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OSU’s new online programs in data analytics aim to address national shortage

July 18, 2016

CORVALLIS, Ore. – With the United States facing a shortage of more than one million skilled data scientists, Oregon State University will train an array of new professionals through a pair of graduate programs in data analytics to be delivered entirely online.


Tyler Hansen


Virginia Lesser

Beginning this fall, students can pursue a master’s degree or graduate certificate in data analytics through Oregon State Ecampus, the university’s online education division. These are the first programs developed for online delivery by OSU’s College of Science.

The programs integrate Oregon State’s strengths in statistics, computer science and mathematics.  This interdisciplinary approach will train  students in many data analysis techniques and, program leaders say, make them appealing to employers in every industry.

“Data analytics is playing a major role in drug discovery, climate change, and business and policy decisions. It is an exciting time to be a data scientist in our data-enabled world,” said Sastry G. Pantula, dean of OSU’s College of Science.

“These graduate programs are unique in the marketplace. We build global leaders with strong critical-thinking and problem-solving skills who are grounded in the statistical and computational sciences.”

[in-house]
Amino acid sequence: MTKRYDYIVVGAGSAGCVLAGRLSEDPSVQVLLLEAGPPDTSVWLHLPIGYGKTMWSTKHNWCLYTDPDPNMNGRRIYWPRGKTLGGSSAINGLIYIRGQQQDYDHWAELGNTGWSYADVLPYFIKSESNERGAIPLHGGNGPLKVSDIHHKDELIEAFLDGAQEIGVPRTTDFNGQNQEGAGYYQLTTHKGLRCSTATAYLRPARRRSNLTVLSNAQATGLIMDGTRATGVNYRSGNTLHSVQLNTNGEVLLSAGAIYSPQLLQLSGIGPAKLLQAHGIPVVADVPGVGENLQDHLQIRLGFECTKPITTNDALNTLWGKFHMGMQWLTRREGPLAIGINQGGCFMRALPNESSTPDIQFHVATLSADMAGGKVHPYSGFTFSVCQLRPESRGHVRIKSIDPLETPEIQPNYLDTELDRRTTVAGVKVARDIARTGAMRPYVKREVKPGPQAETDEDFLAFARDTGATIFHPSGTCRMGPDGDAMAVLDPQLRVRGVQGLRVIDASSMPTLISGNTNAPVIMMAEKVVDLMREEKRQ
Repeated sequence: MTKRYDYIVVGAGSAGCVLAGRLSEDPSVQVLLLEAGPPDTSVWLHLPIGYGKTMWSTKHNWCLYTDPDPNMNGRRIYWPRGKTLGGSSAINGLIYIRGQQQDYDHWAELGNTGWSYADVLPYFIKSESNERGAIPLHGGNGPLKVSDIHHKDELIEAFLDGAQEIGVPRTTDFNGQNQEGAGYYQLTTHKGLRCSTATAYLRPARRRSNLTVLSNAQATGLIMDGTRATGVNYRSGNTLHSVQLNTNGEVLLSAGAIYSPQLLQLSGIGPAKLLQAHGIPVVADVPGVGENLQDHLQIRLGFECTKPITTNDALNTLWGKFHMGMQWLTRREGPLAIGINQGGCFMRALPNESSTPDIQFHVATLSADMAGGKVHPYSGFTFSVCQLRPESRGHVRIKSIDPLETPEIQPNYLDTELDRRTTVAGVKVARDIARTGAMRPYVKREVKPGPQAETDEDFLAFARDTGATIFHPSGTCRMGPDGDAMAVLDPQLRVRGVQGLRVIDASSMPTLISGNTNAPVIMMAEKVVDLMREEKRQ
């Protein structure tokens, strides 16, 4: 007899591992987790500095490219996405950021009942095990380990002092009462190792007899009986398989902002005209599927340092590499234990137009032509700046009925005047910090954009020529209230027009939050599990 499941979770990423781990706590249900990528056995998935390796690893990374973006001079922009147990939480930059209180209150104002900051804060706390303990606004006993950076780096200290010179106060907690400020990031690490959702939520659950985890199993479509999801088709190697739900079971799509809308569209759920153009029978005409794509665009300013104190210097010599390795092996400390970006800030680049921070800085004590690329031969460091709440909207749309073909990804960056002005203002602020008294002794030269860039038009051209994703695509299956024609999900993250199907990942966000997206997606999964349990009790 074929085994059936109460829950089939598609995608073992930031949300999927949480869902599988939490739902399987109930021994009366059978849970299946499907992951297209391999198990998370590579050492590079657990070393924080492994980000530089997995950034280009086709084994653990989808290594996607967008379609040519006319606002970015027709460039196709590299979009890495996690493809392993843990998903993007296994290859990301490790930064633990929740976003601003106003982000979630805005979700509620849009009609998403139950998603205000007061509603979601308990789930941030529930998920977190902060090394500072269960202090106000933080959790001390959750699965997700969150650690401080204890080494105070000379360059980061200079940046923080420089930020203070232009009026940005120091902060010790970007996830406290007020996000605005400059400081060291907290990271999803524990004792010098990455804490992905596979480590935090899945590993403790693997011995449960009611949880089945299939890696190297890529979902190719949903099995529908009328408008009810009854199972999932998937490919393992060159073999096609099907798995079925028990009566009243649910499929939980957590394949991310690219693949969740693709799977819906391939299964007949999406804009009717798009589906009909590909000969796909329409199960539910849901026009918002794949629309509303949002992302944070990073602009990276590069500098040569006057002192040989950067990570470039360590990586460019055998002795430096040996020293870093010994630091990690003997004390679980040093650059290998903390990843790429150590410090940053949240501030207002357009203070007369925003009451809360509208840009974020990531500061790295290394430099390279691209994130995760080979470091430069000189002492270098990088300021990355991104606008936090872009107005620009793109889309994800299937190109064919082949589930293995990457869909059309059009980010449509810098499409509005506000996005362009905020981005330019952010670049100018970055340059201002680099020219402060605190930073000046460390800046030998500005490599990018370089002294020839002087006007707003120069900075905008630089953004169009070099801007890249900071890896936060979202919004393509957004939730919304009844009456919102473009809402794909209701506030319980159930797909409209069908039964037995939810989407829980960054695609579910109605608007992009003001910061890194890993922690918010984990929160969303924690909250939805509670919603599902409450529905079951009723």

According to data from the McKinsey Global Institute, the United States could face a shortage of up to 180,000 people with deep analytic skills by 2018 and an estimated 1.5 million managers and analysts.

“Data analytics is playing a major role in drug discovery, climate change, and business and policy decisions. It is an exciting time to be a data scientist in our data-enabled world.”

The need for businesses worldwide to be able to make sense of data is at an all-time high. Data impacts every sector, from finance and travel to health services and neighborhood grocery stores.

“When a store gives you a receipt, it might also give you a coupon for cat litter. It’s tailored to you because it recognizes you just bought cat food,” said Virginia Lesser, professor and chair of OSU’s Department of Statistics. “That’s data analysis that’s being done immediately to improve peoples’ businesses. It’s everywhere.”

Oregon State’s new programs will expose students to the whole data pipeline, from collecting data, through analysis, to reporting to stakeholders. Students in the 45-credit master’s program will be trained with advanced statistical and predictive modeling skills and strong computational and programming skills to manage and analyze large data sets.

All classes in the master’s program and the 18-credit graduate certificate program were developed and will be taught by faculty from OSU’s College of Science and the School of Electrical Engineering and Computer Science.

“Our faculty recognize that data are often complex, and we know how to deal with messy data,” Lesser said. “It’s important for students to know that they’ll learn from faculty who have exposure to real data and extensive hands-on experience.

Fall classes at Oregon State begin Sept. 21. To learn more about these data analytics programs, visit

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